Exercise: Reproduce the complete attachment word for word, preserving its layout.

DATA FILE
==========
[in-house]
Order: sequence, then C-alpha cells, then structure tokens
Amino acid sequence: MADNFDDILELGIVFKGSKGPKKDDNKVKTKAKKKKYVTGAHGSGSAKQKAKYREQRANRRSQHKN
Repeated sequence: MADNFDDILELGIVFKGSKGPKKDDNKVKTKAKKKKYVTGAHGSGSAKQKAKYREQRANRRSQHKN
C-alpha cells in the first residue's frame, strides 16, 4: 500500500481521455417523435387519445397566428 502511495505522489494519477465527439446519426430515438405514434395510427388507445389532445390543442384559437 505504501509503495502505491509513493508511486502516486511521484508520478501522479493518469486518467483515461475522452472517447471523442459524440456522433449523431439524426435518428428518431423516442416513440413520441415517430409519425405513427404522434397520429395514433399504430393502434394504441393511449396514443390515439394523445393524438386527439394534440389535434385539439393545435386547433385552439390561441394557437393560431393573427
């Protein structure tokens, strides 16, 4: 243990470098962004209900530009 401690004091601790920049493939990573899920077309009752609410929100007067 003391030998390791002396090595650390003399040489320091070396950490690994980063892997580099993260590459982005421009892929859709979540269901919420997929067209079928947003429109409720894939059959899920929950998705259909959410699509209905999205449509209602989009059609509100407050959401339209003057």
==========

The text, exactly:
[in-house]
Order: sequence, then C-alpha cells, then structure tokens
Amino acid sequence: MADNFDDILELGIVFKGSKGPKKDDNKVKTKAKKKKYVTGAHGSGSAKQKAKYREQRANRRSQHKN
Repeated sequence: MADNFDDILELGIVFKGSKGPKKDDNKVKTKAKKKKYVTGAHGSGSAKQKAKYREQRANRRSQHKN
C-alpha cells in the first residue's frame, strides 16, 4: 500500500481521455417523435387519445397566428 502511495505522489494519477465527439446519426430515438405514434395510427388507445389532445390543442384559437 505504501509503495502505491509513493508511486502516486511521484508520478501522479493518469486518467483515461475522452472517447471523442459524440456522433449523431439524426435518428428518431423516442416513440413520441415517430409519425405513427404522434397520429395514433399504430393502434394504441393511449396514443390515439394523445393524438386527439394534440389535434385539439393545435386547433385552439390561441394557437393560431393573427
């Protein structure tokens, strides 16, 4: 243990470098962004209900530009 401690004091601790920049493939990573899920077309009752609410929100007067 003391030998390791002396090595650390003399040489320091070396950490690994980063892997580099993260590459982005421009892929859709979540269901919420997929067209079928947003429109409720894939059959899920929950998705259909959410699509209905999205449509209602989009059609509100407050959401339209003057």